Using Linux and open source for IT innovation

Using Linux and open source for IT innovation

Linux has matured; it is not just a server operating system – it is a way of harnessing the power of innovation to ensure organizations are not left behind in the ever-faster digital economy.

It is possible to use open source technology solutions to meet the growing appetite for new applications, which are increasingly mobile-based.

Innovation is focused on mobile, cloud and big data analytics and to support applications based on these technologies, it is essential to have a cost-efficient IT architecture which guarantees reliability, security and performance.

Tom Rosamilia, senior vice president at IBM Systems, says that IBM surprised the industry 15 years ago by putting Linux on the mainframe, and that a third of IBM mainframe clients are now running Linux.

“We are deepening our commitment to the open source community by combining the best of the open world with the most advanced system in the world in order to help clients embrace new mobile and hybrid cloud workloads,” he says.

“Building on the success of Linux on the mainframe, we continue to push the limits beyond the capabilities of commodity servers that are not designed for security and performance at extreme scale.”

An IDC report, sponsored by IBM, Driving digital transformation through infrastructure built for open source: How IBM LinuxONE addresses agile infrastructure needs of next-generation applications, tackles the key innovation issues facing CIOs.

“Today's digital transformation is about far more than a new architecture or a new application; it is a fundamental reshaping of applications in terms of how they are written, packaged, managed and lifecycled; the run-time environment where they are deployed, and the infrastructure on which they are hosted,” says the report.

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Open source gaining momentum
A survey by Black Duck in 2015 into how open source technologies are being used revealed that 64% of companies participated in open source projects and 88% of companies plan to increase open source contributions in the next few years. Open source and Linux are gaining momentum as part of corporate innovation strategies.

However, as Linux and open source deployments move from niche projects to being more pervasive in the datacenter, it is imperative that business-critical applications be fully supported by enterprise-grade capabilities such as scalability, availability and data protection.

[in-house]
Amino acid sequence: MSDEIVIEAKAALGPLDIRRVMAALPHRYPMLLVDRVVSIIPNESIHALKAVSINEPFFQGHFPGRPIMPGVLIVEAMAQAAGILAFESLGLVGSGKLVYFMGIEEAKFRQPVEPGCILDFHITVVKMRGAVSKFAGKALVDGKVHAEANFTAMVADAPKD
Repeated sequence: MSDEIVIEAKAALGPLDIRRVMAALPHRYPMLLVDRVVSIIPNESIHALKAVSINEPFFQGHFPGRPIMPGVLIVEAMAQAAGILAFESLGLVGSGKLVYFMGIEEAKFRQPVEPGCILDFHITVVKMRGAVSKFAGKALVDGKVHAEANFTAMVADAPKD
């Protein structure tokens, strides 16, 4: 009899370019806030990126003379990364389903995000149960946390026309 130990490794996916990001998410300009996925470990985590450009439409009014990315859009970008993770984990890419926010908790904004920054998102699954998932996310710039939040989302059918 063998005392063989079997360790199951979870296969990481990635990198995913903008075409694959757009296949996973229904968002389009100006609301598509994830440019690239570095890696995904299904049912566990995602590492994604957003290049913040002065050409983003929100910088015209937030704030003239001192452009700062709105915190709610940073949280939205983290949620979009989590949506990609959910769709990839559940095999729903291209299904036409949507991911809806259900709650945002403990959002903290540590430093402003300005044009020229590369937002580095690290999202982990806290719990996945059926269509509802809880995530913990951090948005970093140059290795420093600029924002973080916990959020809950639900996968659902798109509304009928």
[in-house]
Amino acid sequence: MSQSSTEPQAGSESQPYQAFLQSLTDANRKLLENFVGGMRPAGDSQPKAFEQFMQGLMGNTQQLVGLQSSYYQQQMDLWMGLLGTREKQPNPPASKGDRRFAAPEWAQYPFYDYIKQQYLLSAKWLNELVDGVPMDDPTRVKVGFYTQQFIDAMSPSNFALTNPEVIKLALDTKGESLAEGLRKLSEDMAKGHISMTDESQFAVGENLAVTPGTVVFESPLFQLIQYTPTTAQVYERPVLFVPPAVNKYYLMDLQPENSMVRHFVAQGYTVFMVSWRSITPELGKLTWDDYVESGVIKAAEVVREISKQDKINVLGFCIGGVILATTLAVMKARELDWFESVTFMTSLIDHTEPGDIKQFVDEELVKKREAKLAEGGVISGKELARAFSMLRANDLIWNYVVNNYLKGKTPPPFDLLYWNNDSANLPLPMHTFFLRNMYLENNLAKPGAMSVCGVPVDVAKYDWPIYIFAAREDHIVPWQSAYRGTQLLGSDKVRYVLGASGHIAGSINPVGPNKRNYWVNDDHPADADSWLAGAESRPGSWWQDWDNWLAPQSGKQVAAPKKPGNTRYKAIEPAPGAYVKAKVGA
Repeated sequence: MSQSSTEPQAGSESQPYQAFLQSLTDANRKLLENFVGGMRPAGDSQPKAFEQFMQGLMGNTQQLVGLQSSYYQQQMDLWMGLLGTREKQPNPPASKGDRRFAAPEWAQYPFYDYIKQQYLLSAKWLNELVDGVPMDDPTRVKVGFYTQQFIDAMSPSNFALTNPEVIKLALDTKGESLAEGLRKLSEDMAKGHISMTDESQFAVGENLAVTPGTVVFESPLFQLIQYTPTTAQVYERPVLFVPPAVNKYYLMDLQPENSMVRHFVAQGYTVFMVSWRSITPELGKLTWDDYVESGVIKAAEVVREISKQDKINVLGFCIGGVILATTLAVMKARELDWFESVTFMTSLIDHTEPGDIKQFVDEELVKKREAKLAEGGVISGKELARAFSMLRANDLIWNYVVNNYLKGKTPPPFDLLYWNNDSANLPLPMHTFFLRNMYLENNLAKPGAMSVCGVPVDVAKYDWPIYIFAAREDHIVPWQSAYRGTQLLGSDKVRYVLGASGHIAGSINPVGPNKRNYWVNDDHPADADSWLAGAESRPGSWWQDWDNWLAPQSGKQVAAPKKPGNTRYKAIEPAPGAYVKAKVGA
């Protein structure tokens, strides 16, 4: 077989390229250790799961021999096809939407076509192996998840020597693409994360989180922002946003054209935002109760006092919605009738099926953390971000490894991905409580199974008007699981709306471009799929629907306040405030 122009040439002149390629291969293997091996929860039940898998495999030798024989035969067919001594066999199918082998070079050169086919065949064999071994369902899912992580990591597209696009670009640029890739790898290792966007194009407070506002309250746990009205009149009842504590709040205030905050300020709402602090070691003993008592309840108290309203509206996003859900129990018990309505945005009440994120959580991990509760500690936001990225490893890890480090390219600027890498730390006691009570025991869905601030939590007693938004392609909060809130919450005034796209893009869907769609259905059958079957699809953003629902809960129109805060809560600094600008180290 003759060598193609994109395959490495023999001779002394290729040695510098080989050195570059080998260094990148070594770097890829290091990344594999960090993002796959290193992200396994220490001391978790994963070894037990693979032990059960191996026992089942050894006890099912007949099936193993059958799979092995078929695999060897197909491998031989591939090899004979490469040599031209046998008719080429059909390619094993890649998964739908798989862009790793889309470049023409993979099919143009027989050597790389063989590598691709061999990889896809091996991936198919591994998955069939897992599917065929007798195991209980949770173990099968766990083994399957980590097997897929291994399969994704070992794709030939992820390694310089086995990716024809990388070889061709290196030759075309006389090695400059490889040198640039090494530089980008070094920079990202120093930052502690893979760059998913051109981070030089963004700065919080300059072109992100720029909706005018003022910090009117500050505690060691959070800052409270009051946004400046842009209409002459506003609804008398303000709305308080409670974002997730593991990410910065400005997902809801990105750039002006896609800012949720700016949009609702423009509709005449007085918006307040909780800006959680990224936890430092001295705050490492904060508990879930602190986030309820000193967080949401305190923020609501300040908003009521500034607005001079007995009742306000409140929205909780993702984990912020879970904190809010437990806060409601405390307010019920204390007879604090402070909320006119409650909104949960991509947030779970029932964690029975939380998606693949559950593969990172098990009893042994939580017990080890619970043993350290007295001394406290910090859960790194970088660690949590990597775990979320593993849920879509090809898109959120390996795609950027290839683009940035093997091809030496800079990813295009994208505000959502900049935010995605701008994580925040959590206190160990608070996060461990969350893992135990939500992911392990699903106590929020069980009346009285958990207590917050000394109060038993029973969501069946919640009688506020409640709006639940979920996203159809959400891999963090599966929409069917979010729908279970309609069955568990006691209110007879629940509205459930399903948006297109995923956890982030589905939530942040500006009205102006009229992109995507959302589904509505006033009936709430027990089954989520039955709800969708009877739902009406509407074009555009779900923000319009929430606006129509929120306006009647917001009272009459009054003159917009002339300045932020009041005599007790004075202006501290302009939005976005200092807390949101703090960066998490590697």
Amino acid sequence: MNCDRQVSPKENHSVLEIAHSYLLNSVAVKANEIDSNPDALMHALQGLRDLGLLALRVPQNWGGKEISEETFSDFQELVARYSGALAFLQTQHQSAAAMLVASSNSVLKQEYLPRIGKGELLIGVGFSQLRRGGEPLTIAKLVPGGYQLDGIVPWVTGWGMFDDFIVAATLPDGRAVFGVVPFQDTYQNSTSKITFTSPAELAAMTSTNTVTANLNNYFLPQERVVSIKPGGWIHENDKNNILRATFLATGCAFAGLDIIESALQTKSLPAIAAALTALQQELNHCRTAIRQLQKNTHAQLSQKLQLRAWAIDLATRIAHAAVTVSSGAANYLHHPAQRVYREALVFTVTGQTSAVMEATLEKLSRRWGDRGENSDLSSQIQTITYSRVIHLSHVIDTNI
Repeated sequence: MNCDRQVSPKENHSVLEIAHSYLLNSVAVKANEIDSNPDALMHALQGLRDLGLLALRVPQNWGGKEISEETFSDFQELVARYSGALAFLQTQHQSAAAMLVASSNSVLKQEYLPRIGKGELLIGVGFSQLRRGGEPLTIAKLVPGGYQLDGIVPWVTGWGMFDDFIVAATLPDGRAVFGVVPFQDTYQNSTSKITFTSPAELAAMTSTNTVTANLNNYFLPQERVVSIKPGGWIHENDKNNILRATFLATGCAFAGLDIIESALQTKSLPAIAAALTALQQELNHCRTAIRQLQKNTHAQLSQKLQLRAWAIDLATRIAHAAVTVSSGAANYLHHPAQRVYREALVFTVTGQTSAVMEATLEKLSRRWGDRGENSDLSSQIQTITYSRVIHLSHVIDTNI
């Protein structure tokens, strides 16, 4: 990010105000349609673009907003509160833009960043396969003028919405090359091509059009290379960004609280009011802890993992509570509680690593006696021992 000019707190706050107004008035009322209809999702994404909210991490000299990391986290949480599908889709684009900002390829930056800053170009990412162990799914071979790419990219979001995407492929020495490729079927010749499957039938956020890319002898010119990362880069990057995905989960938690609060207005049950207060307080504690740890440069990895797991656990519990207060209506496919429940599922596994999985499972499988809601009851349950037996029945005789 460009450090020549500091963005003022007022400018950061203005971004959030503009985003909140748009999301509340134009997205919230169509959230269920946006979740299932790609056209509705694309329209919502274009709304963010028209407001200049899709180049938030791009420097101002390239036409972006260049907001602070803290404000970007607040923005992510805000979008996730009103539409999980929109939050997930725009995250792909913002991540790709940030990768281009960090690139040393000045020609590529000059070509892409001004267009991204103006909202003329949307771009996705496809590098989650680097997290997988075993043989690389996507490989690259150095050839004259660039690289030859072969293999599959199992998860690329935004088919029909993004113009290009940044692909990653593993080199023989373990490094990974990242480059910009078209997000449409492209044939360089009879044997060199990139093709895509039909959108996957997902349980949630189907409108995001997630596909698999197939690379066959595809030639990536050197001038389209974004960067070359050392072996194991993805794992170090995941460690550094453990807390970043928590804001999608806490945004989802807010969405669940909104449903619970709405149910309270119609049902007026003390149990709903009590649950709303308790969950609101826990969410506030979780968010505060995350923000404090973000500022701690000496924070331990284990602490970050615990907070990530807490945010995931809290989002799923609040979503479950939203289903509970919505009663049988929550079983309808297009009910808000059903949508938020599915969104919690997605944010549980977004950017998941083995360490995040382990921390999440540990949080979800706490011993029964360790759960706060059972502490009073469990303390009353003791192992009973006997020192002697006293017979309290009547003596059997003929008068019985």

A Linux infrastructure has to be efficient, secure, adaptive and integrated. It must be designed to handle the explosive growth of mobile clients, be able to leverage vast amounts of data, and provide deep, real-time insights at the point for greatest business impact—all deployed within a secure and resilient cloud-ready environment.

LinuxONE has many features that make it an ideal architecture for IT innovation - it is open so the organization can choose the tools it is familiar with; it is flexible with virtually limitless scale; it is simple with fewer servers which reduces cost and complexity; it has optimum utilization and speed; and it is trusted with embedded security and services.

Another advantage for innovation is that the IBM DevOps Solution on LinuxONE Systems provides complete management and automation of the software development cycle, from requirements capture, through application development and testing, then onwards to delivery and monitoring of the executing applications.


Application portability
Porting of Linux applications from other platforms is simple, allowing application development, testing, and execution to be consolidated on LinuxONE Systems with minimal effort. Choosing common tools does not mean being forced into using a single vendor’s technology - whether it is Linux, Eclipse, Java, Docker or other open source technologies, they are available on LinuxONE.

Clive Longbottom, founder of analyst group Quocirca, says LinuxONE is ideal for organizations with a need for massively scaled Linux. He says that service providers will be especially interested, but he also points to notable customers with innovative ambitions including the Met Office and Sichuan Nanchong Dangdai Transport Industry Group, which has bought into the platform.

The Met Office, the UK’s national weather service, is using LinuxONE as a platform for innovation. It replaced a complex distributed landscape of x86 servers and has increased reliability, accuracy and cut total cost of ownership. The Met has created award-winning mobile apps to ensure its forecasts and reports are available anytime, anywhere.

“When it comes to flooding in particular, if we provide timely, accurate, well-communicated forecasts, people will take action and reduce the impact,” says Crystal Moore at the Flood Forecasting Centre.

Longbottom says it is noteworthy that z Systems sales overall have increased by 35% year on year, and he believes that “much of that growth” has been fuelled by the success of sales of Emperor for larger businesses and Rockhopper for medium sized businesses in the LinuxONE series.

He adds: “The LinuxONE platform runs a totally standard RedHat, Suse or Ubuntu Linux – so workloads can be pretty easily moved over. It has mainframe security built in to it – a real benefit when looking at many of the problems that have been seen with standard scale-out platforms.”

LinuxONE and z Systems allows organizations to scale out and scale up, increasing the resources available and giving the ability to adapt to changing workloads, increase flexibility and reduce risk. The overall effect is to improve business agility and with it innovation. As the open source software ecosystem grows on z Systems, and mainframe hardware becomes more accessible to open source developers, the platform is more suitable than ever for enterprise Linux application development.